At the perimeter of the yard, huddled by the fence, lies our grill, veiled, like it is ashamed of its diminutive stature. Arcing above it is a maple that once near died but many years since has bent toward the sun and thrust upward, and the bashful grill there teeters, like a child with its newly-steadied mother, head buried in her skirts.
“I remember when that magnolia was only this high,” my wife said over our lunch, holding her hands about twelve inches apart. “And now look,” as she pointed out past the patio toward the corner of the back yard at a volunteer maybe 25 feet high, its rust leaf backs toward us. “It’ll probably never bloom,” she predicted. “It never has.”
I say something about lack of sun, to which she nods. But then I think, never say never. God majors in great reversals, changing seasons, upending the predicted.
I look down. An 80-year old Ted Kooser, poet, is staring at me from the back cover of his latest book, Red Stilts, his forehead wrinkled, sweatered against the cold, expression pensive. An old man. Yet still child-like in how he sees. “The garbage truck’s tires had left two keyboards/ impressed in the snow, with the shadows of threads/ for the sharps and flats, at least a hundred octaves/ reaching far into silence, and a tattered leaf/ appeared as if out of thin air, sat down, and started/ playing,” he writes in “Recital,” telling of the cardinals, finches, and juncos that, perched in nearby bushes, play audience, chirping approval. And that, for sure, is rendered with the eyes of a child, to hear music in the tire tracks of life’s dirt.
There’s a recital here too: the percussive beat of the nail guns tacking up one of the last new houses to be constructed behind us, the rhythm of the lawn mower’s whine, a circular saw that intermittently chimes in, and the twill and peep of birds peppering through.
The air has changed. Humidity is up. Rain is coming, someone said. Which makes me glad for a blue umbrella, a shelter for these thoughts.
“I watched a moth fly round and round the moon,/ or so it seemed as I stood looking up,” writes Kooser in “A Moth, a Moon,” and I think about the candle flies I scold that sometimes fly around the lamp I read by, somehow slipping by all our defenses, our closed windows and quickly-shut doors, as if they crawled on their bellies through the hairline cracks between window and sill, drawn by the light. But I take it back, let them fly round my moon, give in to their silent nattering, read on, only occasionally swiping away at their exuberant joy at light.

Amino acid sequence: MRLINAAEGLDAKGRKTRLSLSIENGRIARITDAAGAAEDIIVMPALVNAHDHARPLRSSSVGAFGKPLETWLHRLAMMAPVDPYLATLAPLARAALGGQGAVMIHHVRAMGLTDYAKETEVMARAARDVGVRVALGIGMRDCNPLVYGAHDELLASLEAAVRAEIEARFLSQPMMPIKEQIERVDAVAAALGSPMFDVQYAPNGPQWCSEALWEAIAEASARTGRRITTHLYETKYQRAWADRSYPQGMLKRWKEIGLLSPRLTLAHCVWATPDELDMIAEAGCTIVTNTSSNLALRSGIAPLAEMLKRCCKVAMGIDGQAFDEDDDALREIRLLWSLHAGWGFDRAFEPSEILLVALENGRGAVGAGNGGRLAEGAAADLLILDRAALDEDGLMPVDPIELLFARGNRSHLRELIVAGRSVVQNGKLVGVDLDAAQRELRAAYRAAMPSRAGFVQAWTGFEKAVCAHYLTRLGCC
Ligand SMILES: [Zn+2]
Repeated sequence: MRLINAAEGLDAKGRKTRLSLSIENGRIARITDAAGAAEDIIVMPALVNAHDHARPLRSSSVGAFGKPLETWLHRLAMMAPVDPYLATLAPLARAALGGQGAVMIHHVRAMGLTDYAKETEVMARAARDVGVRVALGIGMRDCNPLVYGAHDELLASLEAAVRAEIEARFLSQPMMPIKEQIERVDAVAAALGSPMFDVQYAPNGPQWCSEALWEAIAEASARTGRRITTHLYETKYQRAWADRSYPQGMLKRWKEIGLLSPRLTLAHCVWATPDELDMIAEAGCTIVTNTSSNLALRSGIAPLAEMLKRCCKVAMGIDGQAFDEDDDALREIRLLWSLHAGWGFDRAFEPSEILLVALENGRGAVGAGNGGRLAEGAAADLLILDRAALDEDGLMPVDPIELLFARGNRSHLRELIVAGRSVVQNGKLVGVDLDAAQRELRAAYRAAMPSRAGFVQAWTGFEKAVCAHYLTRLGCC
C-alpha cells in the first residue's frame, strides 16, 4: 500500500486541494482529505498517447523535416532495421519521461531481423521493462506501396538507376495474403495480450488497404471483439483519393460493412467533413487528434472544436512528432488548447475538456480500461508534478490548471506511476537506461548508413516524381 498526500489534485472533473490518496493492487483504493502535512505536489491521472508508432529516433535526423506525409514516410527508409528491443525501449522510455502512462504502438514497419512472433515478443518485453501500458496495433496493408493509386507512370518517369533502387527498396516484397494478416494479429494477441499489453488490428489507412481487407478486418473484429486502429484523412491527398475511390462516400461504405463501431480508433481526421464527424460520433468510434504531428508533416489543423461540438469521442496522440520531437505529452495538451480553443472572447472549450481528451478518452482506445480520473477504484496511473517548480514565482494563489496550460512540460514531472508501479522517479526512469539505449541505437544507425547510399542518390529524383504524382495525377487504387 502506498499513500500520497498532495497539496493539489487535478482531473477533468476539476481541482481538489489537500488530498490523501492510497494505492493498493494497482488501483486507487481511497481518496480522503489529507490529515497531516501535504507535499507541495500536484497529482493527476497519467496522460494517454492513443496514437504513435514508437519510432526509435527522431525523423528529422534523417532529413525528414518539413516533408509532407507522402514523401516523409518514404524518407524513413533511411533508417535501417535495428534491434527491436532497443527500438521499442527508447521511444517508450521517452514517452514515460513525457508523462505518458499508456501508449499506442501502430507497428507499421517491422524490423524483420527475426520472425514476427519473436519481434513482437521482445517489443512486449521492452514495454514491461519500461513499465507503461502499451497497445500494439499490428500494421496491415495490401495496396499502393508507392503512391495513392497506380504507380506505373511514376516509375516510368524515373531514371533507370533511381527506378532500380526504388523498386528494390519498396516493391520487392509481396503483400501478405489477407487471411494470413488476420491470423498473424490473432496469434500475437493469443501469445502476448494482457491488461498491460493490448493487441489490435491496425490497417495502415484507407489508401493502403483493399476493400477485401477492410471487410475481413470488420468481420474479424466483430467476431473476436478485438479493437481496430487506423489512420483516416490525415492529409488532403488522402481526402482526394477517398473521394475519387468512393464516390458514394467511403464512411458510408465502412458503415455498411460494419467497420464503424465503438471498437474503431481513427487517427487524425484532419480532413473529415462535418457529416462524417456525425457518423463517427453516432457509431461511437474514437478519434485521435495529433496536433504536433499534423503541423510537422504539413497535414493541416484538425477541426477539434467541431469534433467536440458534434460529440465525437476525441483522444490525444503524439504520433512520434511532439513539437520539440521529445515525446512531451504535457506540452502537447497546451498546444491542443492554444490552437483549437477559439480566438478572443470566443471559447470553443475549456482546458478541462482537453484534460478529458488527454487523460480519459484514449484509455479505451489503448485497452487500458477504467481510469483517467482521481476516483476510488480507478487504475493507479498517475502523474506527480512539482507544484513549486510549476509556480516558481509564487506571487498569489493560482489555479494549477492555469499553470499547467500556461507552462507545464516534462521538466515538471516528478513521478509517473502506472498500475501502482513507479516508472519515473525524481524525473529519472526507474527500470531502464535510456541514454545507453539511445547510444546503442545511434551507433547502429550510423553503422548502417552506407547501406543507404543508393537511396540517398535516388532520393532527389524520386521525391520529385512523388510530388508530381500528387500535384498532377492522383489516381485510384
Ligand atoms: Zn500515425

Something is amiss with our bird feeder, I note, the seed gathered on one side, inexplicably. “Probably a deer pushed it with its nose,” she says. Maybe. Or maybe the world is off balance. Askew. Lilting. And everything is off, spinning madly, needing someone to set it right.
I’m musing now about how “its impossible to keep the dust away/ from any color painted on Nebraska, despite/ the thin, transparent drop cloths of the rain,” as Kooser writes after ruminating on a greened out and flowering roadside ditch. So, for a moment I drive down a blacktop Nebraska road with him, as he sees for me, pointing out “the barns, in clear plastic slickers of rain,” the ones that “stand at the side of the muddy gravel road/ where they wait for the men to come home/ from the tavern in a fleet of old pickups/ awash in the misty gray waves of the hills.”
When once we yield to Christ, said Oswald Chambers, we are emptied out, the old nature replaced by the new. “The first thing God will do with us is to ‘force thro’ the channels of a single heart’ the interests of the whole world,” says Chambers. “The love of God, the very nature of God, is introduced into us, and the nature of Almighty God is focused in John 3:16—‘God so loved the world. . . .’” And that introduces a new kind of seeing, a love for the world—the cosmos—that apart from God we don’t have.
So, with Kooser, we can feel a kinship with the inanimate and animal, a birdbath or wheelbarrow, a squirrel or a robin—even a wooly caterpillar. “I came upon you on a sidewalk,/ black as a hyphen slowly crossing a page,/ as if you were trying to connect/ the last word in October with a word in/ the April to come,” he writes, stopping on a Nebraska sidewalk to see his inching neighbor who “looked like a casket being borne/ by a half-dozen soldiers walking in step,” a “casket [ ] draped with the flag/ of your country, orange like a leaf,” taking off his cap and bowing, “as they carried you into the distance.” Just a hyphen. Just a bridge between October and April. Just a bearer of the love that flows from God through us.
What am I thinking about? she might have said but didn’t. Everything. Hyphens. Ditches. Nebraska roads. Tire tracks. Moths and roadside barns and a veiled grill. What a few words will bear across the world. About the love of God shed abroad on every single square inch of all that is.
I look back at Kooser again, sweatered, bifocaled, a single sprig of white hair caught by the Great Plains’ wind, a man in love with the world in all its spareness and extravagance, its shadowed alleys and sun-filled rooms, connecting October to April, our fall with our redemption. That could be me one day, I think—minus the Pulitzer Prize.